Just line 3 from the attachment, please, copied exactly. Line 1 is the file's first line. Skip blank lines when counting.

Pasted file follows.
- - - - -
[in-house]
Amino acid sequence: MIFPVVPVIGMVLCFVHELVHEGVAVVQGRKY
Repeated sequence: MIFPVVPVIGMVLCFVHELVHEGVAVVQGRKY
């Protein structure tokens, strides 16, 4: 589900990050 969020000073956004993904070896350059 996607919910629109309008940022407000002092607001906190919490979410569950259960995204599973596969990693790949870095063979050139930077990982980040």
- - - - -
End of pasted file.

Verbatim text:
Repeated sequence: MIFPVVPVIGMVLCFVHELVHEGVAVVQGRKY